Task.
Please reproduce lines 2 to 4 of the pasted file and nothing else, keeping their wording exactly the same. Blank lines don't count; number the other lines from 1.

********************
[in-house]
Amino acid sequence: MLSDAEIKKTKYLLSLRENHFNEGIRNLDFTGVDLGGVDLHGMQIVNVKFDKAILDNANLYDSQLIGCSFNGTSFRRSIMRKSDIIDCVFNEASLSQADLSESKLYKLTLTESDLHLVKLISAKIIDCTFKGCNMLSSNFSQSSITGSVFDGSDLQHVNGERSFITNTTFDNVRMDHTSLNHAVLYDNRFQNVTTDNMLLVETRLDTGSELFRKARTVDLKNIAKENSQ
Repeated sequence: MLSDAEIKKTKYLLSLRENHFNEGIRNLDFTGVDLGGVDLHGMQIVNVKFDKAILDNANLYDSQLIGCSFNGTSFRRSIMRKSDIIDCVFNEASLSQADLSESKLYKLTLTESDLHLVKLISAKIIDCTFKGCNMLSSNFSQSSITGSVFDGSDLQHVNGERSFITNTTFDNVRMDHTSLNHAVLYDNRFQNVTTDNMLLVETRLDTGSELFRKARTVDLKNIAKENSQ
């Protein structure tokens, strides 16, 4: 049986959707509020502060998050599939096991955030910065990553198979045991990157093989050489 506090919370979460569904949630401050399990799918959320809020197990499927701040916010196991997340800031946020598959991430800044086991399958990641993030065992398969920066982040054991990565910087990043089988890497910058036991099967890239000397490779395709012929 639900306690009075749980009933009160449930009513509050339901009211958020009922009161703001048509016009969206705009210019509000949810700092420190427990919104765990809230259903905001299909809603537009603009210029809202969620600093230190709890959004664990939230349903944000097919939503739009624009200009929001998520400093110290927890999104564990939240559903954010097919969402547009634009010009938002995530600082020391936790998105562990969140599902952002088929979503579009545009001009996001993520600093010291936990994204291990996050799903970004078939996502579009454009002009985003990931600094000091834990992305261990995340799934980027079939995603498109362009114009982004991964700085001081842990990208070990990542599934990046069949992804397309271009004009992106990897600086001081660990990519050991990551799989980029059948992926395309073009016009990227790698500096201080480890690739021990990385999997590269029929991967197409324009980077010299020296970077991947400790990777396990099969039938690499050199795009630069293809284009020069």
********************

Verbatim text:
Amino acid sequence: MLSDAEIKKTKYLLSLRENHFNEGIRNLDFTGVDLGGVDLHGMQIVNVKFDKAILDNANLYDSQLIGCSFNGTSFRRSIMRKSDIIDCVFNEASLSQADLSESKLYKLTLTESDLHLVKLISAKIIDCTFKGCNMLSSNFSQSSITGSVFDGSDLQHVNGERSFITNTTFDNVRMDHTSLNHAVLYDNRFQNVTTDNMLLVETRLDTGSELFRKARTVDLKNIAKENSQ
Repeated sequence: MLSDAEIKKTKYLLSLRENHFNEGIRNLDFTGVDLGGVDLHGMQIVNVKFDKAILDNANLYDSQLIGCSFNGTSFRRSIMRKSDIIDCVFNEASLSQADLSESKLYKLTLTESDLHLVKLISAKIIDCTFKGCNMLSSNFSQSSITGSVFDGSDLQHVNGERSFITNTTFDNVRMDHTSLNHAVLYDNRFQNVTTDNMLLVETRLDTGSELFRKARTVDLKNIAKENSQ
């Protein structure tokens, strides 16, 4: 049986959707509020502060998050599939096991955030910065990553198979045991990157093989050489 506090919370979460569904949630401050399990799918959320809020197990499927701040916010196991997340800031946020598959991430800044086991399958990641993030065992398969920066982040054991990565910087990043089988890497910058036991099967890239000397490779395709012929 639900306690009075749980009933009160449930009513509050339901009211958020009922009161703001048509016009969206705009210019509000949810700092420190427990919104765990809230259903905001299909809603537009603009210029809202969620600093230190709890959004664990939230349903944000097919939503739009624009200009929001998520400093110290927890999104564990939240559903954010097919969402547009634009010009938002995530600082020391936790998105562990969140599902952002088929979503579009545009001009996001993520600093010291936990994204291990996050799903970004078939996502579009454009002009985003990931600094000091834990992305261990995340799934980027079939995603498109362009114009982004991964700085001081842990990208070990990542599934990046069949992804397309271009004009992106990897600086001081660990990519050991990551799989980029059948992926395309073009016009990227790698500096201080480890690739021990990385999997590269029929991967197409324009980077010299020296970077991947400790990777396990099969039938690499050199795009630069293809284009020069």